Congressman Eric Swalwell (D, CA) and two colleagues, Steve Pearce (R, NM) and Cynthia Lummis (R, WY) actually think this is a good idea. They want to
amend House rules so lawmakers can vote remotely through a secure communications system[.] The resolution would allow lawmakers to vote on bills that require a two-thirds majority in the House to pass, meaning they are being considered under a suspension of regular rules and are typically noncontroversial….
Under the proposed resolution, lawmakers and witnesses would be allowed to participate in committee hearings held in Washington via secure videoconferencing technology….
No. This defeats a major purpose and a major advantage of requiring an in-person quorum in order to conduct business and to vote on that business: getting our elected representatives in the same room together for face-to-face interaction. No matter how good the virtual links get, they cannot be the same as being there in person, seeing, hearing, and interacting with everyone and everything on the floor and not just with the parts conveniently within camera or microphone range.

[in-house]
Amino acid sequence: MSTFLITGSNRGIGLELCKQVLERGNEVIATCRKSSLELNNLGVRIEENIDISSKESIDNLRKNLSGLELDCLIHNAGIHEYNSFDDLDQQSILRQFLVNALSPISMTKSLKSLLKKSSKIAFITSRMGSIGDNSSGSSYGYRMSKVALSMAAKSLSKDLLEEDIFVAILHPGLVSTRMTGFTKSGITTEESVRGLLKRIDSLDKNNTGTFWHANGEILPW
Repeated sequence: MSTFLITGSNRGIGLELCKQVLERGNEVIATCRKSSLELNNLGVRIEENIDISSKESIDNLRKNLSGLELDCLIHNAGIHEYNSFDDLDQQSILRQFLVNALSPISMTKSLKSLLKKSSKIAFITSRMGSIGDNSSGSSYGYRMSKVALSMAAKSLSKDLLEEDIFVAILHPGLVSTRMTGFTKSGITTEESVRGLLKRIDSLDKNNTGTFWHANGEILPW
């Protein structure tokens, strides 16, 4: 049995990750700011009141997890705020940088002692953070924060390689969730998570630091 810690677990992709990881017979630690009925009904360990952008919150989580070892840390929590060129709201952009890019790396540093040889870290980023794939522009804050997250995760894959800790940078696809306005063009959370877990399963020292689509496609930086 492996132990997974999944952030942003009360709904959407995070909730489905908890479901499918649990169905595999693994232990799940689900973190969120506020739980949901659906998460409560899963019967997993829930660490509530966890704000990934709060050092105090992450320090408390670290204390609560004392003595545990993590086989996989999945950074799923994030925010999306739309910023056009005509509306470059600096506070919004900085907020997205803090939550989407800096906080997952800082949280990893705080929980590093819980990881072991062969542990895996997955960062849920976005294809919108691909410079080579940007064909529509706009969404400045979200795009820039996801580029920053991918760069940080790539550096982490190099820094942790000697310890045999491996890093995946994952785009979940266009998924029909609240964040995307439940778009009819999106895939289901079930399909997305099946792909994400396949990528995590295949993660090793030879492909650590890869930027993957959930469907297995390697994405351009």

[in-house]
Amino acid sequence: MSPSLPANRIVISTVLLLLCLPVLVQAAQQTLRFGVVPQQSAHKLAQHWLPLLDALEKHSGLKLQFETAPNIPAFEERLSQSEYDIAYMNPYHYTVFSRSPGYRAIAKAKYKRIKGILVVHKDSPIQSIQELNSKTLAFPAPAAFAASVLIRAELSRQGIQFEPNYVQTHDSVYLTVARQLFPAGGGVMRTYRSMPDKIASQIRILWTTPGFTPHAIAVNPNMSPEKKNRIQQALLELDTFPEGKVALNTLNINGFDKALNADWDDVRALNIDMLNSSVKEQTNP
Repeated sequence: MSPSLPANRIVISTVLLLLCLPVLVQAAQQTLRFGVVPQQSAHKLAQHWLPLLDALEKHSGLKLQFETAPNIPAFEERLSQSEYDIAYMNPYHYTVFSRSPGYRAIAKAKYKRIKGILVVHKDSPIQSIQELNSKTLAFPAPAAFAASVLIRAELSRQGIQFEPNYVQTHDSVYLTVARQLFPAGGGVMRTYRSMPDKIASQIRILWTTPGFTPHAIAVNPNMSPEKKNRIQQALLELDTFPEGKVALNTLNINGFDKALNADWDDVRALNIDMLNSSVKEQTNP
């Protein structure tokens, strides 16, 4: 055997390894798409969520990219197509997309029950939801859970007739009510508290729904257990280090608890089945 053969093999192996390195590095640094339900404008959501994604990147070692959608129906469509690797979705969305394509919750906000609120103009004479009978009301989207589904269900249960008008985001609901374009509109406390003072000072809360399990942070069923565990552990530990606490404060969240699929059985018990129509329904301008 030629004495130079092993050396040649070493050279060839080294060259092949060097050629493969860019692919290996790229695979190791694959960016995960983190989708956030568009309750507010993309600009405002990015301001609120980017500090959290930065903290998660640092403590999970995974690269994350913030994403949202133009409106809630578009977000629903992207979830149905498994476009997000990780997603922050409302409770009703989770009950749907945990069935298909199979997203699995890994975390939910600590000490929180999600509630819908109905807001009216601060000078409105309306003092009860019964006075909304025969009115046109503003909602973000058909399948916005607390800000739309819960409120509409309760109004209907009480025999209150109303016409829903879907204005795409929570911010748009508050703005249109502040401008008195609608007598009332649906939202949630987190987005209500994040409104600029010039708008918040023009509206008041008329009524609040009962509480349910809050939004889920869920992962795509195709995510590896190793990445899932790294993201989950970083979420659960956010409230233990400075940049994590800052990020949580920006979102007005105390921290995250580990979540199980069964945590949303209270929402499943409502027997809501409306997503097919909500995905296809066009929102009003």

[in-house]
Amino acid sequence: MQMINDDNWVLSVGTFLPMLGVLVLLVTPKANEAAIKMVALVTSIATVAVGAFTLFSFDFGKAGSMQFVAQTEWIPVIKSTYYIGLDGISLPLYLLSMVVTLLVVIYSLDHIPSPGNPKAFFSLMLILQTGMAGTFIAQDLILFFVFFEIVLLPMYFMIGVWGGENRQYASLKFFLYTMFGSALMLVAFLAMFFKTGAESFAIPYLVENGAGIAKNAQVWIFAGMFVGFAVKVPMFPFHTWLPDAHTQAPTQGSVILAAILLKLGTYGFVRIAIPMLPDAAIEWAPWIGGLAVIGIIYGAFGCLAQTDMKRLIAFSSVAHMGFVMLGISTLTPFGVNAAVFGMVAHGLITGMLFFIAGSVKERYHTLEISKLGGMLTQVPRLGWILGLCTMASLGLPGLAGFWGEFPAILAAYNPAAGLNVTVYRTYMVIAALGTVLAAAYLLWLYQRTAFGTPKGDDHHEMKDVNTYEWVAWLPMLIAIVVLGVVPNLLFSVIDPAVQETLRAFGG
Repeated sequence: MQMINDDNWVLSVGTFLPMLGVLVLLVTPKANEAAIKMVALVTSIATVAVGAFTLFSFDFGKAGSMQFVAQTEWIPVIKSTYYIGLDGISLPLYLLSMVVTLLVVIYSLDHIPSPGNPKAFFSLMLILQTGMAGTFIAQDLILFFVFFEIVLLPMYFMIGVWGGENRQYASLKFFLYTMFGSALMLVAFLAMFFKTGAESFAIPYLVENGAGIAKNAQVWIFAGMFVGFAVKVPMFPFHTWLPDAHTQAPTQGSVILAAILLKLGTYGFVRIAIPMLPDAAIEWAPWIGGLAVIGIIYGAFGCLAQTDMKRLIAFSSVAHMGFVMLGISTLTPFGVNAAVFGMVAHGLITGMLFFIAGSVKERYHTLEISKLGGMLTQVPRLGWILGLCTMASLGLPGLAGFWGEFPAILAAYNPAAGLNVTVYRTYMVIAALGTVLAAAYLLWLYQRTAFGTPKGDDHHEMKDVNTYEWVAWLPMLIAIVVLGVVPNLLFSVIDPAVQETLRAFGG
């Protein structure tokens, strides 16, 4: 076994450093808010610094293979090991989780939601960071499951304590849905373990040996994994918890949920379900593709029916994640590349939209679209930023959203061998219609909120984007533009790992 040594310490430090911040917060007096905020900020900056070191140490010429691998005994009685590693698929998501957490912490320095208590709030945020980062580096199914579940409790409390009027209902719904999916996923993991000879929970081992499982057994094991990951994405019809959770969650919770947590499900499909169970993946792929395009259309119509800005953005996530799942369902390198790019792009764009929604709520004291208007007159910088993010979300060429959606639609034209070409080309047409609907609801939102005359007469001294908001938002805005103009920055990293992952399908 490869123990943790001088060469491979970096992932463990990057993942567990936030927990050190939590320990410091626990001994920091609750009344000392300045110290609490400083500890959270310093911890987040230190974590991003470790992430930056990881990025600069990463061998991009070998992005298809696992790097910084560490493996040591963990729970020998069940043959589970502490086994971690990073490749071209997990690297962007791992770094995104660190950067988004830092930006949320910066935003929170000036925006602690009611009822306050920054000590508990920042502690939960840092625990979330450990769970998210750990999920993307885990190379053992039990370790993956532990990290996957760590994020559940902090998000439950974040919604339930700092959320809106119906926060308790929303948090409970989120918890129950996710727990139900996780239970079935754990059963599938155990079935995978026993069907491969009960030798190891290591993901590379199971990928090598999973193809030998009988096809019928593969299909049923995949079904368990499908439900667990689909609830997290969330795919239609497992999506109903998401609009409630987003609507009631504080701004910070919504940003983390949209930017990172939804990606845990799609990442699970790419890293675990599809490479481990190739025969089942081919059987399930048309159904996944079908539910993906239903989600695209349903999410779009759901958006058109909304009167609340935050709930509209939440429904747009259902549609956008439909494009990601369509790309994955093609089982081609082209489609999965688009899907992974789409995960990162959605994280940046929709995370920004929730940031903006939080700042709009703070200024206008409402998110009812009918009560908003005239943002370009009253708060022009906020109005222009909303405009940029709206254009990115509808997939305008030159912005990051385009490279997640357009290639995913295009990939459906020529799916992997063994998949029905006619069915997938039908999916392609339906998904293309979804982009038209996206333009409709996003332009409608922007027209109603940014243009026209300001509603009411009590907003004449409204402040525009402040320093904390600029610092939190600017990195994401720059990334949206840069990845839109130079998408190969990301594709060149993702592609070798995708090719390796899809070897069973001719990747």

Also, it overstates the noncontroversial nature of votes requiring a two-thirds majority: little things like a veto override, or an impeachment vote.
It also overstates the noncontroversial nature of bills needing a suspension of regular order to pass, including a vote on the suspension of the rules. As recently as the 108th Congress (the 2003-2004 session), for instance, the House considered some 920 bills under suspension, and only about 620 achieved final passage. That seems a shade controversial to me, especially those 300 that failed.
Leave things alone, guys. It won’t hurt you to show up in your place of work and do a little work there.